The big orange flood comes to Pune usually in the month of July after continued rains for a week or more. It always comes as a surprise and it is like a day of festivities for lovers of the rivers like Mumbiram. Mumbiram had great curiosity about how the floods look at different points up and down the river. The Mula Mutha Sangam, the place where the two rivers meet each other, was one such place. As Mumbiram arrived there on this day, as we see in this painting, several enthusiastic groups of men and women playing Vajantri pipes and Tashe drums carrying pitchers of water with flowers and leaves, dancing, singing and throwing yellow bhandara and red gulal. What a surprise that was. It must have been already planned. It was the month of Shravan after all.
There are Shiva temples spread all along the rivers of Pune. This spot of confluence of the rivers is no exception. There is the main Sangameshwar, “Lord of the Confluence”. But there is also a very attractive stand-alone Shiva temple that we see here in this vision. It was built by Ahilya Devi Holkar, the lady who built temples all over India, including at Varanasi. The festivities here were spontaneous and enthusiastic. The location and atmosphere were perfect inspiration for such an event. The rivers were full and gushing but the sky was open and sunny. The sun was going down but the night was still far away.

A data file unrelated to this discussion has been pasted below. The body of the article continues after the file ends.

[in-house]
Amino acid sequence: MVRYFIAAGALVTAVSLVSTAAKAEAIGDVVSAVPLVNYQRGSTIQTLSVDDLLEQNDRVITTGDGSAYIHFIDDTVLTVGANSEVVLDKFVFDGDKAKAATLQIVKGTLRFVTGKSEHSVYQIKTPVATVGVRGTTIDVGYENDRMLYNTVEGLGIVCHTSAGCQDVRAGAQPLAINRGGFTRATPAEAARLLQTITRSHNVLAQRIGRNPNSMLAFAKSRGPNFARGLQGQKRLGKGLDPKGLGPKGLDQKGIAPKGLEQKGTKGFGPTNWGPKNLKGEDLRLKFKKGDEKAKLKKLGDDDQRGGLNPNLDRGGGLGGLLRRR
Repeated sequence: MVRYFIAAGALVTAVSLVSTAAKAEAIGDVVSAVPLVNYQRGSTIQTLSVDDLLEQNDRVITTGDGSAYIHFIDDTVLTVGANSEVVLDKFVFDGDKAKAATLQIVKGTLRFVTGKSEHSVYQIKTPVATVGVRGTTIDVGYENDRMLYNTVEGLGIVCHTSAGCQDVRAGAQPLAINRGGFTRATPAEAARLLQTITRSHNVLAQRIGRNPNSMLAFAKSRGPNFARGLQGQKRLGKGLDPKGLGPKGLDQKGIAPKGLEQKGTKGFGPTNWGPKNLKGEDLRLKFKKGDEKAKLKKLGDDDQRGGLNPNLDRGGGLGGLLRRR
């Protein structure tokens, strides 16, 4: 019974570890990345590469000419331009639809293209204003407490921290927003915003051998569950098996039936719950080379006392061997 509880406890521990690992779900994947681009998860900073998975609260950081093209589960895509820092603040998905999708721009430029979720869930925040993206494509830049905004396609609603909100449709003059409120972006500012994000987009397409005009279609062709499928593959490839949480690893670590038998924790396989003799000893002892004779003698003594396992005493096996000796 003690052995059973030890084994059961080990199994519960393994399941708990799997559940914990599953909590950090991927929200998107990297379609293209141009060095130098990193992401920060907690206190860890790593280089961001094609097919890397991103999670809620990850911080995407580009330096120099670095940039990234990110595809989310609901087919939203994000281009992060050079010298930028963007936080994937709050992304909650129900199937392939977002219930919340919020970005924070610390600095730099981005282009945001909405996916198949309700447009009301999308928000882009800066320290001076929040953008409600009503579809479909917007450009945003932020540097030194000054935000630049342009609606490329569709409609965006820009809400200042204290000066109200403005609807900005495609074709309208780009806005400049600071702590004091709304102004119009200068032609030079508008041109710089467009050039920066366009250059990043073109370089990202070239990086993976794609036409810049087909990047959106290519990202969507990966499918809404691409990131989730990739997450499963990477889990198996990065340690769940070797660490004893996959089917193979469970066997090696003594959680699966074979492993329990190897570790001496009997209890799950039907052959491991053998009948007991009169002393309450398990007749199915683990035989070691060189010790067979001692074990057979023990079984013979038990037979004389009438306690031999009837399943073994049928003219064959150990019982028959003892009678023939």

Mumbiram thoroughly enjoyed the atmosphere as can be seen in the detail he has shown of various activities that the celebrants engaged in.
Like many other spots along these rivers this spot also has important landmarks that not everyone knows. The Mutha is coming here from the left. The Mula is arriving from the front. Together they are going downstream to the right. Right in front on the wooded hill is the district magistrate’s residence.
The whole surrounding was replete with places of British colonial references. The legendary Mount Stuart Elphinstone had his residency next doors where the District Judge now resides. Vasudev Balvant was tried for sedition and rebellion just across the street. Straight ahead in the distance you see the hill of the Chatushringi temple. In front of that you see the tower of the Cowasji Jehangir Mansion sticking out over the forest. That is the forest where the “Forest Women” painting was inspired. On the right side across the river is farmland that is in the army reserved area. The legendary Lahuji Vastad left his body somewhere on that land. Mumbiram’s hero Vasudev Balvant, the rebel patriot who organized a gang of Ramoshi tribals, was a martial arts student of Lahuji Vastad. Mumbiram’s earliest Mang friend Tara Sadashiv Thorat lived at Lahuji Vastad Talim in Ganj Peth. Her sister Chhabi was one of Mumbiram’s earliest muses. Tara’s son Bhaarat travelled with Mumbiram to Vrindavan and to Usar of Thakur tribals who are holding Mumbiram’s “Iconic Krishna” painting. Mumbiram’s life in Pune was so beautifully interwoven.
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